Capitol Hill School Seeks Gardeners

Carole LeRoy would like to establish a garden at Ludlow Taylor Elementary School on 7th and G Streets, NE.  If you are interested in working on this project, please contact her at

2013-2014 Proposed Budget

2013-2014 Proposed Budget

Monday, August 26, 2013

2013-2014 Membership Form

Capitol Hill Garden Club 2013-2014
Membership Form & Questionnaire

Please carefully read and complete this form (both sides) and mail it with your check, payable to Capitol Hill Garden Club, to Donna Brauth, CHGC Treasurer, 1100 Constitution Ave., NE, Washington DC 20002 – or bring your form and check/cash to a meeting.  Membership renewals for 2013-2014 are due by October 31, 2013.
All contributions over and above the dues are tax deductible.
Membership dues: $25 person ____   $45 couple ____ New Member____
Additional Tax Deductible gift _______________
            Total enclosed:           _______________
Name(s) __________________________________________
Street Address  _____________________________________
City, State, Zip  _____________________________________
Tel preferred (home/work/cell?)________________________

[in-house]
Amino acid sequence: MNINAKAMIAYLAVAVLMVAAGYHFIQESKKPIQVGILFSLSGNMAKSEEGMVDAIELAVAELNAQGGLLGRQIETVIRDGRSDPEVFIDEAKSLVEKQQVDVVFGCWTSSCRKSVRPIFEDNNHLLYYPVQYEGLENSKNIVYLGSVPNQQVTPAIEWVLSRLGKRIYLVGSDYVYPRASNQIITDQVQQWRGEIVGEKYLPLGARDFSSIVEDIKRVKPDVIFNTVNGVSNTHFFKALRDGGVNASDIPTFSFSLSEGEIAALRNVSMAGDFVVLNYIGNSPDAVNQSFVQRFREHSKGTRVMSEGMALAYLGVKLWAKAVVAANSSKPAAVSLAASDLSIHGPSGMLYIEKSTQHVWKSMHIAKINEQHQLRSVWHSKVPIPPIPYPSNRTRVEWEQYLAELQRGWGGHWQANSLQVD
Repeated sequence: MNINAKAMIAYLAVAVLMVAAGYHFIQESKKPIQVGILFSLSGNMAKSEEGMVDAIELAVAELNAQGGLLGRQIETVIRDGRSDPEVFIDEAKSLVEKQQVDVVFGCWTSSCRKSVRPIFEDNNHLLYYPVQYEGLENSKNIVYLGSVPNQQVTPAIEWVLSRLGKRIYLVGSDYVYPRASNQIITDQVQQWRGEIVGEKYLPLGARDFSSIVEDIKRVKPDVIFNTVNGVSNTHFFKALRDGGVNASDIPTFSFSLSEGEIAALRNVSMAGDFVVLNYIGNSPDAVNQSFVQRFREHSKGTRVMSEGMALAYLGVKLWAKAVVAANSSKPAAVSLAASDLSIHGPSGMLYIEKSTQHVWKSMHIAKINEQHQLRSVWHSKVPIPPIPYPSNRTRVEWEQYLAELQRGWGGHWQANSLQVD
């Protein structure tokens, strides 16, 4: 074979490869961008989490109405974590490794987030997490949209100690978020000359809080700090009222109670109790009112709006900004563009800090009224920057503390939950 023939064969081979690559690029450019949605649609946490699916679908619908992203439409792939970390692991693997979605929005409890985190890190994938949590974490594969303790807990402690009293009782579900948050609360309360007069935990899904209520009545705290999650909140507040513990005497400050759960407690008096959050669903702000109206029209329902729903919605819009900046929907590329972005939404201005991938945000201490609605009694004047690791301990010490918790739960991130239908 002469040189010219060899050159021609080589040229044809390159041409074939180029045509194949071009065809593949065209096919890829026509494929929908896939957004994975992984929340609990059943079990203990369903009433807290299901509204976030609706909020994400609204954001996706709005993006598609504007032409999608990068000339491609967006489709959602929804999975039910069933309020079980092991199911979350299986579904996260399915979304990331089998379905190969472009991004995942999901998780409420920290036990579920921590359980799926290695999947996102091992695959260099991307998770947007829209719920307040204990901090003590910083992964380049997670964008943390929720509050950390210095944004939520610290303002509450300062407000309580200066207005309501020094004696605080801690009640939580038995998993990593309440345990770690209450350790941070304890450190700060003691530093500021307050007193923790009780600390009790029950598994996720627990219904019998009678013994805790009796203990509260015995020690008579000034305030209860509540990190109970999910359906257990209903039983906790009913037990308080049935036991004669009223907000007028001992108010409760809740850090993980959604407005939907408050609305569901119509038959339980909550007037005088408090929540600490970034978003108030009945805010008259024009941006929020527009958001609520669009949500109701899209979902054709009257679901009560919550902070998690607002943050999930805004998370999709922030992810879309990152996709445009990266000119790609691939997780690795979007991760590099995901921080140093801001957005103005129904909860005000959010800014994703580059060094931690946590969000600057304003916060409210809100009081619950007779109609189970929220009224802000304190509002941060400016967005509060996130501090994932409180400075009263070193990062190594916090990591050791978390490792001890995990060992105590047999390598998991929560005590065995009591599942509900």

Tel alternate (home/work/cell?) ________________________
Email (PRINT) ______________________________________

Fall Bulb Sale

The club’s primary source of income is selling spring-flowering bulbs from Holland every autumn at Eastern Market. All Capitol Hill Garden Club members are encouraged to help sell bulbs for one 2-hour stint. Sales begin Saturday and Sunday, September 28 and 29 and run for two-day weekends through October or until all bulbs are sold.  There will be a sign-up sheet for bulb sellers at meetings.  Also for the following essential tasks, please check where else you can help:
_______ Help once or more to transport bulbs to the market at 6:00-7:30 a.m. on a Saturday or Sunday.
_______ Help once or more to transport bulbs back to storage from 5:30 to 6:30 p.m. on a Sat. or Sunday.
SUVs and station wagons are especially welcome.